Macbeth seems to be getting more and more contemporary all the time. Many recent Macbeth productions have used the play’s focus on the lust for power and issues of sexual identity as a cue to drastically depart from the traditional characters, setting and time frame.

This production underlines the blind ambition and lust for power of a tyrant driven by insecurity and guilt to compound crime after crime, to grow as a bloodthirsty autocrat and suppressor.. The text by William Shakespeare is used as a pretext to analyze and study the phenomena of tyranny and autocracy in a political reading of the play. Macbeth the dark protagonist is the representative, symbol and image of tyranny impersonalized who is repeating in many forms and operational modality all over the world through ages, unleashing murder, ambition, treachery and cruelty.

To behead the oppressor is the right of the people. Unless the people move from the stagnant deep rooted positions Macbeth will continue to rule on. So thus the movement of Birnam wood becomes the movement of the people with an eco political angle. This production tries to engage itself in a dialogue with the audience and tries to initiate them to move and finally join the company of Macduff and others to reestablish the rule of consensus and social justice in the final climax.

The role of the three witches are substituted by three musicians who is present on the central acting area throughout the performance, who sings, renders the lines of the witches and other minor characters rather dispassionately. Also the character of lady Macbeth is changed to suppressed and weeping presence that is tortured and neglected by Macbeth in his relentless pursuit for power. The production does not try to cash the spectacular possibilities of the text and rather tries to move to the distilled essence of the text and its meaning. The acting style is to invoke extensive emotional energy and power in a struggle by the actors with the time, space, the set aesthetical concepts, styles, and methodology of contemporary theatre practice.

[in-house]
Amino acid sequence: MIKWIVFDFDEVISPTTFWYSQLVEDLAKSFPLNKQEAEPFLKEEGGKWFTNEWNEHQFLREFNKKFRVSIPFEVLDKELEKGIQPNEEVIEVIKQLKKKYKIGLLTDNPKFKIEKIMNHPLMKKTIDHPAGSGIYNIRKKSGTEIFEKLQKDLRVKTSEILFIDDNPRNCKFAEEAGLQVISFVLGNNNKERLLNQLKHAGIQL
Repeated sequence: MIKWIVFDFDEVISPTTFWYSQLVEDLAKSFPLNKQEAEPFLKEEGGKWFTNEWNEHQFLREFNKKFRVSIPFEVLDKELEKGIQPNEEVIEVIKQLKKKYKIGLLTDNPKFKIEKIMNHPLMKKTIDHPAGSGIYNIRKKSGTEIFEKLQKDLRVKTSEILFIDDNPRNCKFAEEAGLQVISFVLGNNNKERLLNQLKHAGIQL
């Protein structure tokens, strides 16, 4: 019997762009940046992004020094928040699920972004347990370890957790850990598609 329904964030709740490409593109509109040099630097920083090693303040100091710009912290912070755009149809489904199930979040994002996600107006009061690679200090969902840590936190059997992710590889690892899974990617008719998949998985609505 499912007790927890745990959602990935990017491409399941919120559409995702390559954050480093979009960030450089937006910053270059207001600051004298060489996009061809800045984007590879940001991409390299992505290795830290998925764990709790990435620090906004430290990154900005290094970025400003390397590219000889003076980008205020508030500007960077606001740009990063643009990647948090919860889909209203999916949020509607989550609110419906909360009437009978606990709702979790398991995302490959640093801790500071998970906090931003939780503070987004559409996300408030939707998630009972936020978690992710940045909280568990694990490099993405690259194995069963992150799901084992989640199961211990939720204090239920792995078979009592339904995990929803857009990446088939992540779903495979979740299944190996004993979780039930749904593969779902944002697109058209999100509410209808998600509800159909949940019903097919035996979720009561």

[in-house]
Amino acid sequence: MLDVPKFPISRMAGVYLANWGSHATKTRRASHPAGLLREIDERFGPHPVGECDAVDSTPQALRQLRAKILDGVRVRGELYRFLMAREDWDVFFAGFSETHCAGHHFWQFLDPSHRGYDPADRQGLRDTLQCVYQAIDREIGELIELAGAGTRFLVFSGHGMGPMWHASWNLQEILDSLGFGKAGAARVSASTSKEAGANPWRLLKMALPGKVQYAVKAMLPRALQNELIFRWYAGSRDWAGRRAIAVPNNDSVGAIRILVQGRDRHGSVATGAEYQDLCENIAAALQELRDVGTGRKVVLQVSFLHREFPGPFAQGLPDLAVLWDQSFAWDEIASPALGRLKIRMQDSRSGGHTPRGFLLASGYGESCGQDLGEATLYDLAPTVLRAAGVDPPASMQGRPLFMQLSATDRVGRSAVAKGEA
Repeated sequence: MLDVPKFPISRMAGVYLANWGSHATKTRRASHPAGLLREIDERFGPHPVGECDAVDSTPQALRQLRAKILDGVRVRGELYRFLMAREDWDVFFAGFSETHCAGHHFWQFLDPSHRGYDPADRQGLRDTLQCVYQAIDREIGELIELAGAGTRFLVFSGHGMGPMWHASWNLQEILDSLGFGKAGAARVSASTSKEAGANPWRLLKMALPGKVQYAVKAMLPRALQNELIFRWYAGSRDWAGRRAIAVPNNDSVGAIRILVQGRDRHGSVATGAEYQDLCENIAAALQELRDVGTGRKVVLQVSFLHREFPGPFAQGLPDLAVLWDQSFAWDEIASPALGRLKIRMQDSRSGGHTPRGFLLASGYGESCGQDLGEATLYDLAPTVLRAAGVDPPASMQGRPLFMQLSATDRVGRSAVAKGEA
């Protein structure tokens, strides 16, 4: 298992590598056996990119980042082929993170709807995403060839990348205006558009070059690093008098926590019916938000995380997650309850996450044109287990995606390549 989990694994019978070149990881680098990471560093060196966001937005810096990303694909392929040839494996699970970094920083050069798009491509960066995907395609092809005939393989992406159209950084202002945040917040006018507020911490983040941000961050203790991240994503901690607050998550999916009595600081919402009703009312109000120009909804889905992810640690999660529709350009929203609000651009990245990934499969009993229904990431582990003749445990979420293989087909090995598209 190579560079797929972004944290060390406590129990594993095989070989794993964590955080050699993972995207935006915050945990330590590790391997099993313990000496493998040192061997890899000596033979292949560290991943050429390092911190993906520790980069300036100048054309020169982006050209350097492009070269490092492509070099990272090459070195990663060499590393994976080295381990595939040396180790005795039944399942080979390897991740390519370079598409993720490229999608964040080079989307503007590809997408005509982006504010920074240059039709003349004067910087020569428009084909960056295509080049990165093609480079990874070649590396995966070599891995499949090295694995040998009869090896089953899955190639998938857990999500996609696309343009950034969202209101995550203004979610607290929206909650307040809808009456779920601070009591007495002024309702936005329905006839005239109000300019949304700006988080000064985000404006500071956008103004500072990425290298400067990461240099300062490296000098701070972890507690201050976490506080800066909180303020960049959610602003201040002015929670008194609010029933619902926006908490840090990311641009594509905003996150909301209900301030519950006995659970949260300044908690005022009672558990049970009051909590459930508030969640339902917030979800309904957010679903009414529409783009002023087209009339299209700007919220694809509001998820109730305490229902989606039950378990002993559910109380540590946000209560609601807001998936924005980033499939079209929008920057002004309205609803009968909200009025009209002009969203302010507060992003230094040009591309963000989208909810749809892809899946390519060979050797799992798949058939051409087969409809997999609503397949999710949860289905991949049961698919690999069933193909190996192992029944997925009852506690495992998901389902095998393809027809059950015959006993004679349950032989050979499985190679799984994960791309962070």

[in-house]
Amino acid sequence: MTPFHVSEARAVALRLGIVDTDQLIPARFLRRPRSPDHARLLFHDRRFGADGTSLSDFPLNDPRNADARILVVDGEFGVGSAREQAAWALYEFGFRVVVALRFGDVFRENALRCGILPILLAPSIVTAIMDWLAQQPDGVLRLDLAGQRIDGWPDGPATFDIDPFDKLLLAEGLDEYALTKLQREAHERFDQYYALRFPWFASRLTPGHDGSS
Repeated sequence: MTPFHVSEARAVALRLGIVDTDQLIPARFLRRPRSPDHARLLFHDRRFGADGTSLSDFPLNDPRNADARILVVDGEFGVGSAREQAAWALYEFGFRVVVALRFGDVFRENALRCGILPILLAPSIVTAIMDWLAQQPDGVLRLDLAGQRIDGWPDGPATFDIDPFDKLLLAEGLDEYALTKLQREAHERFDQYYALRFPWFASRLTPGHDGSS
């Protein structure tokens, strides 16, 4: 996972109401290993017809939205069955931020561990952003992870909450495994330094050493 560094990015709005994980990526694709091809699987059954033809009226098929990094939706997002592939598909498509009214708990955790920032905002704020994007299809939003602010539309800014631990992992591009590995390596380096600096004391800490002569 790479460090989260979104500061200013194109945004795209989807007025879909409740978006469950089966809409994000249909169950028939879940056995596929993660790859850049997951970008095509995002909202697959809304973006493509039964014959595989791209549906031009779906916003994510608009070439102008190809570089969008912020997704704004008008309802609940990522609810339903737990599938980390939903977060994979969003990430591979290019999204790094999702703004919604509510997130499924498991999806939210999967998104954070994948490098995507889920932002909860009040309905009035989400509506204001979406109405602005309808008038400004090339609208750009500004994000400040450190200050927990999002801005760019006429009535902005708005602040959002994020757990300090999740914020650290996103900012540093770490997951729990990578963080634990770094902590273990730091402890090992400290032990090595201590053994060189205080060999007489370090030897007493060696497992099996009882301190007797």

This dark play about death and sleep is given a simple narrative form in an acting space designed as an elongated “T”- an elongated thrust- where the audience can have a close viewing and possibility of dialogue is opened. Talking to their face, looking to their eyes, physically touching and making them to sing and join them in the final action is attempted. With a distinctive dark design, a ruthless lonely Macbeth, haunted Lady Macbeth and power struggle, the production tries for a political statement.

6.Medea (adaptation of the Greek classic by Euripides)

Design and Direction: Chandradasan

Text: by Euripides. (BC.480 - 406 BC)
Translation: Puthussery Ramachandran
Music: Bijibal
Light Design: Gireesh Menon, Jayaprakash
Duration of the play: 95 mts.

Euripides’s Medea (BC 431) is a timeless ancient tragedy and remains contemporary and universal, through the ages.. Medea is the image and representative of the female who had been victimized my male authoritarianism through generations, and is highlighting the inadequacies of the socio linguistic distinctions between man and woman. In Greek mythology Medea was princess of Colchis; she was the grand daughter of Helios the sun God, who had affinities with magic, and priestess of Hecate; out of love, Medea helped Jason to steal the Golden Fleece from her father, even dismembering her brother to delay her lover’s pursuers. He swore special reciprocal obligations to her by their right hands, a binding oath guaranteed by the gods.

When the play opens Jason has decided to marry Glauke, the daughter of the King Creon of Corinth, and thus to improve his social standing. Medea and her children are expatriated, without even a family she could return to.

Medea is shown at the beginning, as a typical suffering woman who is mourning,- which is appropriate to Greek women’s confinement to the inner reaches of the house. Then she announces that she is coming out of the house to address the women of the area, identification by the Medea, and the audience. Later Creon confirms his orders of her banishment, calls her cunning with vengeance brewing within her; however he does not want to play the tyrant and Medea persuades him to allow her to remain in Corinth until down the next day.